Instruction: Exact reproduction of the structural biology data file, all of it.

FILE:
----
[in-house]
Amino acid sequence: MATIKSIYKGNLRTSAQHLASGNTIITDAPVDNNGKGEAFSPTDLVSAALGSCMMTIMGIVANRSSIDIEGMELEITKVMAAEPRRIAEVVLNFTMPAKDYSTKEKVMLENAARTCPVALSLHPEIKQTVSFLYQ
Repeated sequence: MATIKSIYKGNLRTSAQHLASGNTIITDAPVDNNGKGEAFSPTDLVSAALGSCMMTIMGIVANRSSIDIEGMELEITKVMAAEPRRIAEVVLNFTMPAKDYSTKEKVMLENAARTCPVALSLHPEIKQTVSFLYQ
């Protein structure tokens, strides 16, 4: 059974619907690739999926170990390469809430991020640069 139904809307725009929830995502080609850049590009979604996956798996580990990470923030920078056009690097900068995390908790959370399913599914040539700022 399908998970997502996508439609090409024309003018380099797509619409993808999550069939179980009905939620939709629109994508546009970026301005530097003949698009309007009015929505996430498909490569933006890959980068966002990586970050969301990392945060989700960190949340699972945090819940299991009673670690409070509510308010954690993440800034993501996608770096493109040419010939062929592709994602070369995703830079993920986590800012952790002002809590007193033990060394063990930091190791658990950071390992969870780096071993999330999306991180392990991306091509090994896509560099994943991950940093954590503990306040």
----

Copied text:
[in-house]
Amino acid sequence: MATIKSIYKGNLRTSAQHLASGNTIITDAPVDNNGKGEAFSPTDLVSAALGSCMMTIMGIVANRSSIDIEGMELEITKVMAAEPRRIAEVVLNFTMPAKDYSTKEKVMLENAARTCPVALSLHPEIKQTVSFLYQ
Repeated sequence: MATIKSIYKGNLRTSAQHLASGNTIITDAPVDNNGKGEAFSPTDLVSAALGSCMMTIMGIVANRSSIDIEGMELEITKVMAAEPRRIAEVVLNFTMPAKDYSTKEKVMLENAARTCPVALSLHPEIKQTVSFLYQ
């Protein structure tokens, strides 16, 4: 059974619907690739999926170990390469809430991020640069 139904809307725009929830995502080609850049590009979604996956798996580990990470923030920078056009690097900068995390908790959370399913599914040539700022 399908998970997502996508439609090409024309003018380099797509619409993808999550069939179980009905939620939709629109994508546009970026301005530097003949698009309007009015929505996430498909490569933006890959980068966002990586970050969301990392945060989700960190949340699972945090819940299991009673670690409070509510308010954690993440800034993501996608770096493109040419010939062929592709994602070369995703830079993920986590800012952790002002809590007193033990060394063990930091190791658990950071390992969870780096071993999330999306991180392990991306091509090994896509560099994943991950940093954590503990306040």